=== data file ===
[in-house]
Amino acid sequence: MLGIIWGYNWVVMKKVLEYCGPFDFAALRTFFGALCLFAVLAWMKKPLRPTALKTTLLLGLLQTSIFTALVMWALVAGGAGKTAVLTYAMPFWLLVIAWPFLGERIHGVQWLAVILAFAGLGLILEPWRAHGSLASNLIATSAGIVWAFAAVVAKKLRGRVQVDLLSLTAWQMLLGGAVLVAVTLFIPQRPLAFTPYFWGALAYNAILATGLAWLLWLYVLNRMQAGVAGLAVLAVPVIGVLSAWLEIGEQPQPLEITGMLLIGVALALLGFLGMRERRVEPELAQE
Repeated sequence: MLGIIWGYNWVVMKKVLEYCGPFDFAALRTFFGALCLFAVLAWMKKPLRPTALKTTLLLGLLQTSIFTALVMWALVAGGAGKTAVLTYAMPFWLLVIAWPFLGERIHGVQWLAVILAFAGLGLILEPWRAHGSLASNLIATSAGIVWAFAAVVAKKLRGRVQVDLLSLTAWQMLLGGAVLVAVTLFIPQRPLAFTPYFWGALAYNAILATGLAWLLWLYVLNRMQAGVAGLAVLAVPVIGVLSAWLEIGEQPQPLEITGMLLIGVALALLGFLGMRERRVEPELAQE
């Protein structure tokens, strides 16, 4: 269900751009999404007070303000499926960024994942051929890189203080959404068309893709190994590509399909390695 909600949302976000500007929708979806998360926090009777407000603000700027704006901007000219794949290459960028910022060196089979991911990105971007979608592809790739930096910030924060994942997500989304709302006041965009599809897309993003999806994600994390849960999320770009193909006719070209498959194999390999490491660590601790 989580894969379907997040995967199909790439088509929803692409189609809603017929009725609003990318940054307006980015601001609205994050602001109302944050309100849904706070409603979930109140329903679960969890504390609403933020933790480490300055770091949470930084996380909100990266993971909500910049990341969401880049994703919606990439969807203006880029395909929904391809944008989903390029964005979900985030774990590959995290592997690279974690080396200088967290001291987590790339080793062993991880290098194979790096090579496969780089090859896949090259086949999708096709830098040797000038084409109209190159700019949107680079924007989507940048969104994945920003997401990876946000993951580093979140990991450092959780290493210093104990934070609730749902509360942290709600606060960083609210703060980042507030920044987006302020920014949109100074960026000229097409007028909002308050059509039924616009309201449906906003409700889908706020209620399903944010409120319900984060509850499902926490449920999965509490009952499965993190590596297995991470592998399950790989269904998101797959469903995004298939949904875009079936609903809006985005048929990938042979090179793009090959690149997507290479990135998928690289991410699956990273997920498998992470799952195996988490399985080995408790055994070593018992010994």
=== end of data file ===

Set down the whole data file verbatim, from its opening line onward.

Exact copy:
[in-house]
Amino acid sequence: MLGIIWGYNWVVMKKVLEYCGPFDFAALRTFFGALCLFAVLAWMKKPLRPTALKTTLLLGLLQTSIFTALVMWALVAGGAGKTAVLTYAMPFWLLVIAWPFLGERIHGVQWLAVILAFAGLGLILEPWRAHGSLASNLIATSAGIVWAFAAVVAKKLRGRVQVDLLSLTAWQMLLGGAVLVAVTLFIPQRPLAFTPYFWGALAYNAILATGLAWLLWLYVLNRMQAGVAGLAVLAVPVIGVLSAWLEIGEQPQPLEITGMLLIGVALALLGFLGMRERRVEPELAQE
Repeated sequence: MLGIIWGYNWVVMKKVLEYCGPFDFAALRTFFGALCLFAVLAWMKKPLRPTALKTTLLLGLLQTSIFTALVMWALVAGGAGKTAVLTYAMPFWLLVIAWPFLGERIHGVQWLAVILAFAGLGLILEPWRAHGSLASNLIATSAGIVWAFAAVVAKKLRGRVQVDLLSLTAWQMLLGGAVLVAVTLFIPQRPLAFTPYFWGALAYNAILATGLAWLLWLYVLNRMQAGVAGLAVLAVPVIGVLSAWLEIGEQPQPLEITGMLLIGVALALLGFLGMRERRVEPELAQE
């Protein structure tokens, strides 16, 4: 269900751009999404007070303000499926960024994942051929890189203080959404068309893709190994590509399909390695 909600949302976000500007929708979806998360926090009777407000603000700027704006901007000219794949290459960028910022060196089979991911990105971007979608592809790739930096910030924060994942997500989304709302006041965009599809897309993003999806994600994390849960999320770009193909006719070209498959194999390999490491660590601790 989580894969379907997040995967199909790439088509929803692409189609809603017929009725609003990318940054307006980015601001609205994050602001109302944050309100849904706070409603979930109140329903679960969890504390609403933020933790480490300055770091949470930084996380909100990266993971909500910049990341969401880049994703919606990439969807203006880029395909929904391809944008989903390029964005979900985030774990590959995290592997690279974690080396200088967290001291987590790339080793062993991880290098194979790096090579496969780089090859896949090259086949999708096709830098040797000038084409109209190159700019949107680079924007989507940048969104994945920003997401990876946000993951580093979140990991450092959780290493210093104990934070609730749902509360942290709600606060960083609210703060980042507030920044987006302020920014949109100074960026000229097409007028909002308050059509039924616009309201449906906003409700889908706020209620399903944010409120319900984060509850499902926490449920999965509490009952499965993190590596297995991470592998399950790989269904998101797959469903995004298939949904875009079936609903809006985005048929990938042979090179793009090959690149997507290479990135998928690289991410699956990273997920498998992470799952195996988490399985080995408790055994070593018992010994």